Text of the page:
Darden v. StateAnnotate this Case
430 S.W.2d 494 (1968)
Ronald Dale DARDEN, Appellant, v. The STATE of Texas, Appellee.
Court of Criminal Appeals of Texas.
July 24, 1968.
*495 Paul B. Underkofler, Jr., Dallas, court appointed, for appellant.
Henry Wade, Dist. Atty., Curtis D. Glover, Douglas D. Mulder, Kerry P. FitzGerald, Malcolm Dade, Camille Elliott, Asst. Dist. Attys., Dallas, and Leon B. Douglas, State's Atty., Austin, for the State.OPINION
The offense is robbery by assault; the punishment, 99 years confinement in the Texas Department of Corrections.
Appellant entered a plea of guilty before a jury and the trial was conducted under the provisions of Article 26.14, Vernon's Ann.C.C.P. No motion for probation was filed.
The evidence reflects that Ernest Phelps, Jr., manager of the Seven-Eleven Ice House in Grand Prairie, Texas, was robbed at gunpoint of $136.00 by the appellant on November 28, 1965, at approximately 9:30 p. m. On December 4, 1965, appellant was apprehended while in the process of an armed robbery at Wyatt's Food Store in Waxahachie, Texas. His written confession of the robbery alleged in the indictment of the Seven-Eleven Ice House in Dallas County, Texas was admitted without objection.
While not challenging the sufficiency of the evidence to sustain the conviction, appellant, in his first ground of error, contends the trial court erred in refusing to allow him and his wife to testify on direct examination as to his motive in committing the offense charged, his financial and social background, his expression of remorse and contrition.
We do not find that appellant's wife was interrogated concerning his motive. She did relate that she had been married to appellant for four years and had two sons, ages 3 and fifteen months. The court sustained the objection to the question that she "tell the jury something about the financial status" of her family. Nevertheless, she subsequently testified that because of her financial condition the two children were living with her mother-in-law. When the court sustained another objection to "this line of testimony" the witness was passed for cross-examination and no exception was taken to the court's action.
Testifying in his own behalf, appellant related he was 27 years old and had an eighth grade education. He listed some of his previous places of employment, including his job with the Grand Prairie Water Department at the time of the robbery in question. He was not permitted to testify as to his motive in committing the robbery, but did relate that he had made a written confession because he did not "want to live a lie" and wanted to get "forgiveness from God."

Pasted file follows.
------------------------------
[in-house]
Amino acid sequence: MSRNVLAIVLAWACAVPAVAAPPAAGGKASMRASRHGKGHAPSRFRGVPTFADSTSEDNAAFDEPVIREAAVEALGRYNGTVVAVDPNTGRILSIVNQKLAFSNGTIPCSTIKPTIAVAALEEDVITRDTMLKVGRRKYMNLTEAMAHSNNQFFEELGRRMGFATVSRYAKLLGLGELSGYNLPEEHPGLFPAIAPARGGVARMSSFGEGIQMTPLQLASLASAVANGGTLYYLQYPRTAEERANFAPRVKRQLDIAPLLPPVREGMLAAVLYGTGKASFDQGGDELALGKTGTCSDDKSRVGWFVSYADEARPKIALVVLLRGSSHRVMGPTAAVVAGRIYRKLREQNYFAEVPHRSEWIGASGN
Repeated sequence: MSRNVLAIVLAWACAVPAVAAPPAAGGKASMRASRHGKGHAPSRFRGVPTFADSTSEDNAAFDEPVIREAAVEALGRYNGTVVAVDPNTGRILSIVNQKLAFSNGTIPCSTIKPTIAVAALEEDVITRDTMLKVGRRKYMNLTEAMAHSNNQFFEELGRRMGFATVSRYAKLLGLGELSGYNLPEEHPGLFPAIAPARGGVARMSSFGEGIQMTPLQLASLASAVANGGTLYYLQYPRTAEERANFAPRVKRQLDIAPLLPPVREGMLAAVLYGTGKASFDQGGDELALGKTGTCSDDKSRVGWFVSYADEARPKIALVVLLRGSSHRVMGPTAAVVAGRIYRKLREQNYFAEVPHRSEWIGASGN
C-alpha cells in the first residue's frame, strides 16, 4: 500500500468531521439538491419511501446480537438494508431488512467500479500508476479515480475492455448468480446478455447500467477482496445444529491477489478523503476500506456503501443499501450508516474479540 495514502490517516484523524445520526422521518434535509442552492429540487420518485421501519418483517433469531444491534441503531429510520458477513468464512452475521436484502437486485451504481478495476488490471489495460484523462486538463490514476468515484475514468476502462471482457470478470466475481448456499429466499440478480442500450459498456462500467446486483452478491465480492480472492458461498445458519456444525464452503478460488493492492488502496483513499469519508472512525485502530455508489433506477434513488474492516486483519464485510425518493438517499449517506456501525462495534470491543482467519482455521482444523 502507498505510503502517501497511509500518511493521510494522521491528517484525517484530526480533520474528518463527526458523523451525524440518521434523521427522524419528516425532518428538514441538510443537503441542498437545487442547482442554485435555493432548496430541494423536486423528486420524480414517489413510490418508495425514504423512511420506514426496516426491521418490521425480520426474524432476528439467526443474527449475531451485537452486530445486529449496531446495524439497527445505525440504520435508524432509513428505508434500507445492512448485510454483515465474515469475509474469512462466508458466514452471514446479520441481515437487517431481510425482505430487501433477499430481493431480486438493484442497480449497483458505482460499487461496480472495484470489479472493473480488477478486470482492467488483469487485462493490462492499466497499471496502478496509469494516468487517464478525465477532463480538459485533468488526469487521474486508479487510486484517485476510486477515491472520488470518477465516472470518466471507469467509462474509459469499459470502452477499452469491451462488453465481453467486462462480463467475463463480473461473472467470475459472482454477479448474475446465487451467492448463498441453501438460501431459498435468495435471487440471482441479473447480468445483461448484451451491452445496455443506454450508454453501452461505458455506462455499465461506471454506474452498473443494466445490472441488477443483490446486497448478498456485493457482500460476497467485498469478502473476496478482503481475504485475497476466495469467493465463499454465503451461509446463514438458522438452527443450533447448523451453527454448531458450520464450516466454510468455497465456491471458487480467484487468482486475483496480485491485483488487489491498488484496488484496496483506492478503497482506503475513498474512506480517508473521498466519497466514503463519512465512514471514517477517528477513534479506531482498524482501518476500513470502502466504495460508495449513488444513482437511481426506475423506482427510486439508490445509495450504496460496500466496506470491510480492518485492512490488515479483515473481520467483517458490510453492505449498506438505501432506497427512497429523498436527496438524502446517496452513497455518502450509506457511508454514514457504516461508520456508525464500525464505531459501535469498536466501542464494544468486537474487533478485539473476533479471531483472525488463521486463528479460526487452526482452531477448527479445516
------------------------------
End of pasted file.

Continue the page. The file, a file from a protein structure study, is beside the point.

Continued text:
It is well established that a plea of guilty to a felony charge before a jury admits the existence of all facts necessary to establish guilt and, in such cases, the introduction of testimony by the State is to enable the jury to intelligently exercise the discretion which the law vests in them touching the penalty to be assessed. Miller v. State, Tex.Cr.App., 412 S.W.2d 650; Richardson v. State, 164 Tex.Cr.R. 500, 300 S.W.2d 83; Burks v. State, 145 Tex.Cr.R. 15, 165 S.W.2d 460; Grounds v. State, 140 Tex.Cr.R. 209, 144 S.W.2d 276; Hawkins v. State, 158 Tex.Cr.R. 406, 255 S.W.2d 875; Vance v. State, 122 Tex.Cr.R. 157, 54 S.W.2d 118; Aills v. State, 114 Tex.Cr.R. 345, 24 S.W.2d 1097; Crumbley v. State, 103 Tex.Cr.R. 391, 280 S.W. 1064.
Where the guilty plea is before the jury, the presumption of innocence does not obtain under the plea and there is no issue of justification under it. Stullivan *496 v. State, 47 Tex.Cr.R. 615, 85 S.W. 810; Garcia v. State, 91 Tex.Cr.R. 9, 237 S.W. 279. See also Jackson v. State, 155 Tex.Cr.R. 466, 236 S.W.2d 623. Where such plea is before a jury, the accused may at any time before the retirement of the jury withdraw his plea and thus put upon the State the burden of proving his guilt beyond a reasonable doubt. Alexander v. State, 69 Tex.Cr.R. 23, 152 S.W. 436. It is observed that appellant made no effort to withdraw his guilty plea.
While a jury is entitled to information which will fairly tend to enlighten them in their discretion in imposing punishment, testimony by an accused is subject to the general rules as to necessary relevancy. See 22A C.J.S. Criminal Law § 600, p. 394. It may or should be excluded when it has no bearing on the matters in issue. Gomez v. State, 145 Tex.Cr.R. 168, 166 S.W.2d 699; Moore v. State, 142 Tex. Cr.R. 99, 151 S.W.2d 595.
The answer sought to be elicited by the question relating to motive is not in the record before us and cannot be properly appraised. If the answer sought had been self-serving, it would have been properly excluded. Johnson v. State, 165 Tex. Cr.R. 468, 308 S.W.2d 869; 22A C.J.S. Criminal Law § 737. Evidence tending to show the reason why an accused committed an unlawful act is properly excluded as being irrelevant and immaterial. People v. Temple, 102 Cal. App. 2d 270, 227 P.2d 500.
Further, we find no error in the trial court's exclusion of the amount of appellant's wages at the time of his arrest. See Clay v. State, 41 Tex.Cr.R. 653, 56 S.W. 629. Ground of error #1 is overruled.
We reject appellant's ground of error #2 that the punishment assessed is excessive in view of the evidence, particularly in light of his cooperation and extrajudicial confession. If the punishment is within that prescribed by the statute, it is beyond the province of this Court to pass upon the question of excessive punishment. Lewallen v. State, 166 Tex.Cr.R. 287, 313 S.W.2d 293; Bell v. State, 166 Tex.Cr.R. 340, 313 S.W.2d 606; Lambright v. State, 167 Tex.Cr.R. 96, 318 S.W.2d 653; Lambright v. State, Tex.Cr.App., 318 S.W.2d 654; McGruder v. State, Tex.Cr.App., 377 S.W.2d 191; Gonzales v. State, Tex.Cr. App., 386 S.W.2d 139.
The judgment is affirmed.